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Dead Rising 2

Apocalypse new.

Dark blue icons of video game controllers on a light blue background
Image credit: Eurogamer

As well as being bold, unique and interestingly divisive, Dead Rising was one of the most baffling games of its generation. It constantly teetered on the edge of parody. Was it intentionally making fun of America and its zombie films, with its obese lesbian police officers and chainsaw-juggling clowns? Or was it an honest but strange homage, a Western horror staple viewed through a Japanese cultural filter?

Assuming the latter to be true, Dead Rising 2 (developed by Canadian studio Blue Castle Games) is a Western interpretation of a Japanese interpretation of Western zombie horror – which gives it the potential to be even stranger. Alternatively, a Western worldview might temper the bizarreness that made Dead Rising so interesting in the first place. Hmm. Conundrum.

The opening scene certainly marks a change of pace. Instead of running amok in a mall full of the undead you're a contestant on a zombie gameshow called Terror Is Reality, carving through zombie hordes in an arena on a motorcycle with chainsaws attached. We got a good look at these black-humour minigames at Dead Rising 2's unveiling back at TGS last year, but it left us with a lot of questions about the single-player – such as, how on earth do you fit a zombie gameshow into the story?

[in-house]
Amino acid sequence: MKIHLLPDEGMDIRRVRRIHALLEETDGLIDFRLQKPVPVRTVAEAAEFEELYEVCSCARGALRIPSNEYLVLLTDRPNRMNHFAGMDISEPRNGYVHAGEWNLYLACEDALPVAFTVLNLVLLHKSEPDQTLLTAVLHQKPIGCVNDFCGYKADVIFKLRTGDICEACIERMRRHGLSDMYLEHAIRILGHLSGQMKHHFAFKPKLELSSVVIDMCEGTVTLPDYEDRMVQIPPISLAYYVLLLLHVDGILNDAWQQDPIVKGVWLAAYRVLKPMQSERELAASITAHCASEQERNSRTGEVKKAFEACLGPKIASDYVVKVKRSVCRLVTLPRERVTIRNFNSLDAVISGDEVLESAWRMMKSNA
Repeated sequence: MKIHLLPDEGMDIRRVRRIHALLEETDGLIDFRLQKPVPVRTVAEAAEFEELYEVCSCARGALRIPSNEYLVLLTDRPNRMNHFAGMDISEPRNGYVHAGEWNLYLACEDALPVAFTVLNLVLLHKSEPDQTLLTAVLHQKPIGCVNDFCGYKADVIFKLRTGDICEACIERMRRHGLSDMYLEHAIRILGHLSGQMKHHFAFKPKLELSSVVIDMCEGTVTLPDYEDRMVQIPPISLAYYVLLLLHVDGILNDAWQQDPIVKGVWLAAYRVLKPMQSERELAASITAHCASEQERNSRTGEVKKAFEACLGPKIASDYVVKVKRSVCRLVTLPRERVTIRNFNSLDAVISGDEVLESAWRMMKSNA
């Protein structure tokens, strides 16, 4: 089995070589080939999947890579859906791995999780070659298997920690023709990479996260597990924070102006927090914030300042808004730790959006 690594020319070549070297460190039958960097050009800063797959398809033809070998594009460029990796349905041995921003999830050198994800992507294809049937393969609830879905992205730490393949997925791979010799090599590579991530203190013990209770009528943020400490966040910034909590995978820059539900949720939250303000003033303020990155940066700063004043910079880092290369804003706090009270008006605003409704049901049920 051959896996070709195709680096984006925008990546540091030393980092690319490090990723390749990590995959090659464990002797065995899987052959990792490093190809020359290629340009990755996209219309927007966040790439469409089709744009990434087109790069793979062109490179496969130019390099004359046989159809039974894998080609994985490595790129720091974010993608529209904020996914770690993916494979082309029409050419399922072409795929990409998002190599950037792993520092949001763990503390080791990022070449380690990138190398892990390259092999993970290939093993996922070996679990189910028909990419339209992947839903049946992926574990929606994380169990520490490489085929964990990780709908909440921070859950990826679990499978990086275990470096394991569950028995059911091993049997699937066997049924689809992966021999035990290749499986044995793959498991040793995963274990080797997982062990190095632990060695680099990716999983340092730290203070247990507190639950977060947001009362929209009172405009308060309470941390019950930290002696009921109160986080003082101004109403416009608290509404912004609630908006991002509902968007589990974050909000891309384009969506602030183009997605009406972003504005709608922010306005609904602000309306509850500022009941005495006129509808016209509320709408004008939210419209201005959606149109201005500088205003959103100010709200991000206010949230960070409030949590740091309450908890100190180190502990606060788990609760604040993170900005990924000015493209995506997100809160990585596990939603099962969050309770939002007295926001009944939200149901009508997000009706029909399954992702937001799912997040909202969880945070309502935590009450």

As it turns out, you only get one round into Terror is Reality before everything goes wrong. The stock of zombies are set free to infect and ingest the living population of Fortune City, the game's fictional Vegas. From then on, it's all comfortingly familiar – whilst other survivors hole up a safehouse waiting for rescue, you venture out into a mall full of shambling ex-humans and hundreds of makeshift weapons to abuse them with.

The clothing options at least are as weird as ever. Dress Chuck in hotpants and you'll get loving closeups of his hairy thighs in the cutscenes.

Instead of Frank West we have Chuck Greene, an ex-motocross champion whose comically fixed, stony expression greatly adds to the amusement value of dressing him up in a halter top. His wife was killed in an attack during the Willamette outbreak, but hatred of the undead isn't his only motivation – he has to venture out of the safehouse to find an anti-zombification drug called Zombex for his infected daughter. She needs a dose every 24 hours at a specific time, otherwise she'll start developing severe skin problems and a taste for brains.

A familiar 72-hour countdown dictates your every action. Spend too much time throwing vinyl records at zombies or setting them on fire for fun and you won't make it through the story. Survivors are dotted around the place and can be persuaded to accompany you back to safety. The more zombies you murder, the more people you rescue, the more PP you earn, and the less meagre your chances of survival.

Dead Rising 2 certainly hasn't made things any easier. There's still no autosave and deep down, the game still hates you and wants you to fail. But that tension was a vital part of Dead Rising, and though changing it would have silenced plenty of frustrated voices, it would also have fundamentally altered what the game was about. There are now, however, three save slots instead of one – a small concession, but a significant one when it's possible to make irreversible mistakes.